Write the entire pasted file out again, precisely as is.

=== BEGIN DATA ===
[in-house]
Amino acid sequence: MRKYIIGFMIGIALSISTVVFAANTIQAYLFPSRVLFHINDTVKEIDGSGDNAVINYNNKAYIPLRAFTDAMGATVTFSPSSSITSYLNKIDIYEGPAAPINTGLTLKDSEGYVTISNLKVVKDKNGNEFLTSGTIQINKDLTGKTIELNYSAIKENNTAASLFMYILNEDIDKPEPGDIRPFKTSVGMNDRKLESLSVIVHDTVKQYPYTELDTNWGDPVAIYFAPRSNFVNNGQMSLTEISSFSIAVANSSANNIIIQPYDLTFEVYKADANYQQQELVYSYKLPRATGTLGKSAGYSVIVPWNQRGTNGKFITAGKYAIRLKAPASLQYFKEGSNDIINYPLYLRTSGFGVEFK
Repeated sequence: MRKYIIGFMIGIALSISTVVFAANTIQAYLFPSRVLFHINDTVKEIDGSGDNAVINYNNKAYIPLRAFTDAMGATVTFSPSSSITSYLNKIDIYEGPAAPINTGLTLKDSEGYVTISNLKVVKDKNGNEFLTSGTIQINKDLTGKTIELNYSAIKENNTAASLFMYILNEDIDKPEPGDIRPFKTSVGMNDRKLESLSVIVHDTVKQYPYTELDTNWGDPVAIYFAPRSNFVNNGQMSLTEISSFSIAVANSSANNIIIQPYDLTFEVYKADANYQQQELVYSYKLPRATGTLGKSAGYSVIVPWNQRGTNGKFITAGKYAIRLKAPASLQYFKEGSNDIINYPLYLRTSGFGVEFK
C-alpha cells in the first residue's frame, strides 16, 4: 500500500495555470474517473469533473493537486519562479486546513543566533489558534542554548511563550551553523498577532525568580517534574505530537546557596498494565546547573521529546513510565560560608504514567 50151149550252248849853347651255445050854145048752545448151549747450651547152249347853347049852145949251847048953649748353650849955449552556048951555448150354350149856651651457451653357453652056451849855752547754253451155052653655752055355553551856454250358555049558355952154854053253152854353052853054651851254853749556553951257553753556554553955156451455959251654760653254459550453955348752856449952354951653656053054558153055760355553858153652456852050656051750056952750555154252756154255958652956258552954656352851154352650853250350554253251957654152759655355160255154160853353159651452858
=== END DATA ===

[in-house]
Amino acid sequence: MRKYIIGFMIGIALSISTVVFAANTIQAYLFPSRVLFHINDTVKEIDGSGDNAVINYNNKAYIPLRAFTDAMGATVTFSPSSSITSYLNKIDIYEGPAAPINTGLTLKDSEGYVTISNLKVVKDKNGNEFLTSGTIQINKDLTGKTIELNYSAIKENNTAASLFMYILNEDIDKPEPGDIRPFKTSVGMNDRKLESLSVIVHDTVKQYPYTELDTNWGDPVAIYFAPRSNFVNNGQMSLTEISSFSIAVANSSANNIIIQPYDLTFEVYKADANYQQQELVYSYKLPRATGTLGKSAGYSVIVPWNQRGTNGKFITAGKYAIRLKAPASLQYFKEGSNDIINYPLYLRTSGFGVEFK
Repeated sequence: MRKYIIGFMIGIALSISTVVFAANTIQAYLFPSRVLFHINDTVKEIDGSGDNAVINYNNKAYIPLRAFTDAMGATVTFSPSSSITSYLNKIDIYEGPAAPINTGLTLKDSEGYVTISNLKVVKDKNGNEFLTSGTIQINKDLTGKTIELNYSAIKENNTAASLFMYILNEDIDKPEPGDIRPFKTSVGMNDRKLESLSVIVHDTVKQYPYTELDTNWGDPVAIYFAPRSNFVNNGQMSLTEISSFSIAVANSSANNIIIQPYDLTFEVYKADANYQQQELVYSYKLPRATGTLGKSAGYSVIVPWNQRGTNGKFITAGKYAIRLKAPASLQYFKEGSNDIINYPLYLRTSGFGVEFK
C-alpha cells in the first residue's frame, strides 16, 4: 500500500495555470474517473469533473493537486519562479486546513543566533489558534542554548511563550551553523498577532525568580517534574505530537546557596498494565546547573521529546513510565560560608504514567 50151149550252248849853347651255445050854145048752545448151549747450651547152249347853347049852145949251847048953649748353650849955449552556048951555448150354350149856651651457451653357453652056451849855752547754253451155052653655752055355553551856454250358555049558355952154854053253152854353052853054651851254853749556553951257553753556554553955156451455959251654760653254459550453955348752856449952354951653656053054558153055760355553858153652456852050656051750056952750555154252756154255958652956258552954656352851154352650853250350554253251957654152759655355160255154160853353159651452858